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Push  data to client using ASP.NET Core Web API and Server Sent Events

Server Sent Events or SSE allow you to send push messages from the server to client. They come handy when you have a lengthy processing going on the server and want to notify the client from time to time about the status or intermediate results of the processing. In this article you will learn how SSE can be used to push data from Web API to the JavaScript client.

Many a times Web API returns data from its Get() action simply by executing queries against some database. However, that may not be always the case. Suppose you have a Web API that returns data to the client after certain processing. So, Web API might generate the data to be sent to the client in the Get() action itself rather than simply fetching from the database. If this processing is lengthy, the client will be required to wait till the Get() action returns. Wouldn't it be nice if you can push the data to the client as and when it gets generated on the server? That's what the remainder of this article illustrates.

Let's create a new ASP.NET Core Web API project that contains Get() action as shown below:

public async Task Get()
    string[] data = new string[] {
        "Hello World!",
        "Hello Galaxy!",
        "Hello Universe!"


    for (int i = 0; i < data.Length; i++)
        await Task.Delay(TimeSpan.FromSeconds(5));
        string dataItem = $"data: {data[i]}\n\n";
        byte[] dataItemBytes = 
        await Response.Body.WriteAsync
        await Response.Body.FlushAsync();

The Get() action is an asynchronous action and hence returns a Task. Inside, the code declares an array containing three strings. These strings are the data items that are supposed to have generated after certain processing. Then comes the important part. The Content-Type response header is set to text/event-stream. This is required for SSE and indicates to the client that response might contain push notifications.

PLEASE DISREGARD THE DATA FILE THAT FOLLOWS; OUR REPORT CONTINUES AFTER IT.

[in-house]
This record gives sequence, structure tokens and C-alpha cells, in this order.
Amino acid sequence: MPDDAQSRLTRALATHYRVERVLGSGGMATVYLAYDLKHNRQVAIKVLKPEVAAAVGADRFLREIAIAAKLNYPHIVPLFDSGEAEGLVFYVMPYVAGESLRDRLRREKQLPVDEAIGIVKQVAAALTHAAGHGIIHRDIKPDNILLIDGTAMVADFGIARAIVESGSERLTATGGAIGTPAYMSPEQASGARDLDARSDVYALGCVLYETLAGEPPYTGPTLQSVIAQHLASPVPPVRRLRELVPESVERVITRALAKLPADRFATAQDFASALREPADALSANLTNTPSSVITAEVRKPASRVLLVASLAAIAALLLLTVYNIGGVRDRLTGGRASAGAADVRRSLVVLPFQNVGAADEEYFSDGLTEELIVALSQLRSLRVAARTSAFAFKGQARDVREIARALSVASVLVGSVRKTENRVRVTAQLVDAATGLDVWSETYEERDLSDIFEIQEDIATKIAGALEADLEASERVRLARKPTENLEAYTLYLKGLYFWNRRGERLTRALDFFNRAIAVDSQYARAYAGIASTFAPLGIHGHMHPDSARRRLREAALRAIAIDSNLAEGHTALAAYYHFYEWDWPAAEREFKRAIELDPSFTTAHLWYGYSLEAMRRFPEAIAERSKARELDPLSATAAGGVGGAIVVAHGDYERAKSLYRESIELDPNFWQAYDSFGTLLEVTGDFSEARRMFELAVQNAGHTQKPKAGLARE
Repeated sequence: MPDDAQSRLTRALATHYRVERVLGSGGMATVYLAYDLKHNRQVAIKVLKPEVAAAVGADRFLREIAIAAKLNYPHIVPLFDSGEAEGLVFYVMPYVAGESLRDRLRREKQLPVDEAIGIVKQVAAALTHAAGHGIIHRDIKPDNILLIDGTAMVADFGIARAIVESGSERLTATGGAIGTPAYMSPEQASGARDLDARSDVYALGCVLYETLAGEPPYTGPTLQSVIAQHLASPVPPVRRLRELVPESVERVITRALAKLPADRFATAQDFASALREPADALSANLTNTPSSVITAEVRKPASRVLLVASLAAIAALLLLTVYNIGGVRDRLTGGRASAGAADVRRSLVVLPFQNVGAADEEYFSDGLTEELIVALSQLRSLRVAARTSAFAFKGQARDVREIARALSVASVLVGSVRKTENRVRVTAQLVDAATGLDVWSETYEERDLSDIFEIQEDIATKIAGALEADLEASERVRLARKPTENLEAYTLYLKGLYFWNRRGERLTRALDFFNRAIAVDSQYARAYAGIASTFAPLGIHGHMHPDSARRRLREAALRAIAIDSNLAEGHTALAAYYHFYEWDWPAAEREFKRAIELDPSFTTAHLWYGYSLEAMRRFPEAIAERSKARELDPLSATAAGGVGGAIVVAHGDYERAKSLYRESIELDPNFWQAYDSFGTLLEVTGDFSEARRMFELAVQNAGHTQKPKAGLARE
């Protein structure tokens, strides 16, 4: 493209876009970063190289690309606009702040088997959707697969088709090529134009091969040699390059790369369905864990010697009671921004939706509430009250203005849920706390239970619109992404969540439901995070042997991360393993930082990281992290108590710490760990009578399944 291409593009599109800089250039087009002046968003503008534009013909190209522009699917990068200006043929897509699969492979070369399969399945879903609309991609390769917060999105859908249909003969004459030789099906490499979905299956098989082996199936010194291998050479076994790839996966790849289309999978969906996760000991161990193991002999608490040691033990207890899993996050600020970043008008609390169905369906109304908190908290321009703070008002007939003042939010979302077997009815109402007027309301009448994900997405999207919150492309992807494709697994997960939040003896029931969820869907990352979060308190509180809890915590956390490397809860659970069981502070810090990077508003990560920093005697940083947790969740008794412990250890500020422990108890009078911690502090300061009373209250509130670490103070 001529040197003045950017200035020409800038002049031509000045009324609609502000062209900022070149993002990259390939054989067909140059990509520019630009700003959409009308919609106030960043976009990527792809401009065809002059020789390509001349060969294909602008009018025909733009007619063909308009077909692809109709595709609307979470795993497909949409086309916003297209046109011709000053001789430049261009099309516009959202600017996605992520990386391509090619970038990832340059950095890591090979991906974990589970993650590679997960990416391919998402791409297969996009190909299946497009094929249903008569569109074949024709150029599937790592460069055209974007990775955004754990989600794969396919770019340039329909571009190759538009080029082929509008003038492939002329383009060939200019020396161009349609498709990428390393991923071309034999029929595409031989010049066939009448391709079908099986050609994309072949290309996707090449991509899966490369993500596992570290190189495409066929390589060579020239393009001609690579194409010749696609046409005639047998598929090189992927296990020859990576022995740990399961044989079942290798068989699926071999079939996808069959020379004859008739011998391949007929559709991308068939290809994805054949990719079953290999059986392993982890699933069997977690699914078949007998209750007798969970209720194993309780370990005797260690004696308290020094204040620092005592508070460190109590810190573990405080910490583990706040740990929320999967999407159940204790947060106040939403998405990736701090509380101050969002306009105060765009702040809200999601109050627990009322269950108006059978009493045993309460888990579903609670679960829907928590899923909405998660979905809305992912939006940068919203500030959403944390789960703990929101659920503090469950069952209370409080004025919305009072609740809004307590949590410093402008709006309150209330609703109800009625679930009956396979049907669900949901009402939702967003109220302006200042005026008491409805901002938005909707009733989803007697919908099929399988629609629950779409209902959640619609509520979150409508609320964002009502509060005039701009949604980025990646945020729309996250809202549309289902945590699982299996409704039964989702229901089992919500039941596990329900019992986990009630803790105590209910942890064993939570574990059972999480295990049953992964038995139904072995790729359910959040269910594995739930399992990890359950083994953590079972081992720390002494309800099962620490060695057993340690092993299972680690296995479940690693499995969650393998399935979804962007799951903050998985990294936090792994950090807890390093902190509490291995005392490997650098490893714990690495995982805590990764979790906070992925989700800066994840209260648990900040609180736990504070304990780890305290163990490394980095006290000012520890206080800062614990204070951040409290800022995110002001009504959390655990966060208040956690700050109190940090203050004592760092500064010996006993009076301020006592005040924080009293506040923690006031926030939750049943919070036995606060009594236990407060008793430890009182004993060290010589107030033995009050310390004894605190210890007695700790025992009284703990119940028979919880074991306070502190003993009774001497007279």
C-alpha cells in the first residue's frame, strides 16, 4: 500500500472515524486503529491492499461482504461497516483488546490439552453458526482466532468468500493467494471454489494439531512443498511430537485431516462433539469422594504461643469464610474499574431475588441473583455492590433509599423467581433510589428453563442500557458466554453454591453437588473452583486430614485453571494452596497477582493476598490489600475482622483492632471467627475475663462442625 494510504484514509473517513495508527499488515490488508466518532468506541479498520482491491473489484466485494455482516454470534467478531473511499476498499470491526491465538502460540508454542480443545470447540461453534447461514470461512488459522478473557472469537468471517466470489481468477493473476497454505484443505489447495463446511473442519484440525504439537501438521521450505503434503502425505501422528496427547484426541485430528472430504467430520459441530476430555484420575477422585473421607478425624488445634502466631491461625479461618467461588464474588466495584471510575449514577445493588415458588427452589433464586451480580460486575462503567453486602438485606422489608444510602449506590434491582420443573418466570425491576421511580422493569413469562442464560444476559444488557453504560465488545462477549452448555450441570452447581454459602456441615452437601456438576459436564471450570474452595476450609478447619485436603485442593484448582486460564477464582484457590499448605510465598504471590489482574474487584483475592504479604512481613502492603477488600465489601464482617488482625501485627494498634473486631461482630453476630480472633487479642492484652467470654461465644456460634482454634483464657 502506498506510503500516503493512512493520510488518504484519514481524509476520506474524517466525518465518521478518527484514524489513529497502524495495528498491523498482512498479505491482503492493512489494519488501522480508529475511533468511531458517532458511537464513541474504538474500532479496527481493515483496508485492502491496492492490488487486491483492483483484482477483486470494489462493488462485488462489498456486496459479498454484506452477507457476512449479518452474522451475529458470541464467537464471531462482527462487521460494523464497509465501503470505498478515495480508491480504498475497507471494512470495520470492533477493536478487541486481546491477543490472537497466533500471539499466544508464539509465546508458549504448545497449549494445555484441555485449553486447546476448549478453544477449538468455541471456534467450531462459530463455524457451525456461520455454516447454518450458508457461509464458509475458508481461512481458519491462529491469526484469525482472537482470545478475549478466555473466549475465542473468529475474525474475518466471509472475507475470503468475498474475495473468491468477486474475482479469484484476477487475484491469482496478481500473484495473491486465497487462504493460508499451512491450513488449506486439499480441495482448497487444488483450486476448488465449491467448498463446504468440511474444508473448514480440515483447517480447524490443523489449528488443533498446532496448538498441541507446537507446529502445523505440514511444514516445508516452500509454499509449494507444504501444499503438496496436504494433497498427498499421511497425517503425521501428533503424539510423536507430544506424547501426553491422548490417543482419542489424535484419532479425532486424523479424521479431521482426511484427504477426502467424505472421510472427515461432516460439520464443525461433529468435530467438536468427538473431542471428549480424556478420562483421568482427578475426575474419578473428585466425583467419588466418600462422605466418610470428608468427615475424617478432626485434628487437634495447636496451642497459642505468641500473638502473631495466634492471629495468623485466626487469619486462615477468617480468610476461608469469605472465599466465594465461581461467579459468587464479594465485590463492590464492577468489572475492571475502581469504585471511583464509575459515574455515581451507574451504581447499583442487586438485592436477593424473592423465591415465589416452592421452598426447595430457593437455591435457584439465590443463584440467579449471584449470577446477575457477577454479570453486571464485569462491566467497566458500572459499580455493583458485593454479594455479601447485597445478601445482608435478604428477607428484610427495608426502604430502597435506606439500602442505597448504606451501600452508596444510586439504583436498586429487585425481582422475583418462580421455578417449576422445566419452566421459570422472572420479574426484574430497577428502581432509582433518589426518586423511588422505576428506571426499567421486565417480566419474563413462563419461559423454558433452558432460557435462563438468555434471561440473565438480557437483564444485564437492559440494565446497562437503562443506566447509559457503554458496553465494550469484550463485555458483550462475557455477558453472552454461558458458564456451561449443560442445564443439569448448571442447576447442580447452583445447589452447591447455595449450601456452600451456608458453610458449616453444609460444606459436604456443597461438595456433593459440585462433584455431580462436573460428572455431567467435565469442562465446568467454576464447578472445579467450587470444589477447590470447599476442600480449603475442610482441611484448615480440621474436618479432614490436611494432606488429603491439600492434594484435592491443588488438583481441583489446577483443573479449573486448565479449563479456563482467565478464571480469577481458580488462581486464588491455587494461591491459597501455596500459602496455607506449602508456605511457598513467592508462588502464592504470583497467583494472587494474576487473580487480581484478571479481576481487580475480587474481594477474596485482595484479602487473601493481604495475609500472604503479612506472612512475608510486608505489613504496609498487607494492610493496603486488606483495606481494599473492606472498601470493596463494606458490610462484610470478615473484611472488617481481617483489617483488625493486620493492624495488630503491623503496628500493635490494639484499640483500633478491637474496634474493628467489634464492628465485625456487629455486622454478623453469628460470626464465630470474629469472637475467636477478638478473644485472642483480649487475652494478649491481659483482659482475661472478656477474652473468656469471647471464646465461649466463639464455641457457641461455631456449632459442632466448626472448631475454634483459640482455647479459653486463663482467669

Then a for loop iterates through the string array declared earlier. To simulate lengthy processing, the code halts the execution for five seconds. This is done using the Delay() method of Task. In a more realistic situation here you will have some business processing that generates the data to be pushed to the client.

Notice how the dataItem string is formatted. It is data: followed by the actual data to be sent to the client, followed by line feeds. This specific format is needed by SSE specifications. So, each iteration pushes a string value to the client. The dataItem string is converted into a byte array because WriteAsync() method used later expects a byte array. To convert a string to byte array GetBytes() method of ASCII class is used.

Next, the byte array just created is written to the response stream using WriteAsync() method. Once the data is written to the response the FlushAsync() method is called to flush the data to the client.

This completes the server side part. Now you need to invoke the Web API using client side JavaScript.

So, add an MVC controller and associated view (you can also use Razor Pages) and write the following JavaScript code to test the working of the Web API.

var source = new EventSource('/api/sse');

source.onopen = function(event) {
+= "<h2>Opened</h2>";

source.onmessage = function (event) {
+= "<h2>" + event.data + "</h2>";

source.onerror = function(event) {
+= "<h2>Closed</h2>";

The code first creates an object of EventSource that points to the Web API created earlier (Web API controller name is SSEController). Then three events of the EventSource are handled - onopen, onmessage, and onerror. The onopen event is raised when a connection is opened with the event source. The onmessage event is raise whenever a push message is received from the server. The onerror event is raised when there is any error in the communication.

Inside each of these event handlers the code sets an HTML message inside a <div> element with ID of msg. The onmessage event handler is important because that is where data returned from the Get() action is outputted on the web page. The onerror event handler simply closes the event source.

Now, run the /Home/Index action so that Index view is returned to the browser and the above JavaScript code gets executed. The following figure shows a sample run of the application.

That's it for now! Keep coding!!

Bipin Joshi is an independent software consultant and trainer by profession specializing in Microsoft web development technologies. Having embraced the Yoga way of life he is also a meditation teacher and spiritual guide to his students. He is a prolific author and writes regularly about software development and yoga on his websites. He is programming, meditating, writing, and teaching for over 27 years. To know more about his ASP.NET online courses go here. More details about his Ajapa Japa and Shambhavi Mudra online course are available here.

Posted On : 17 November 2021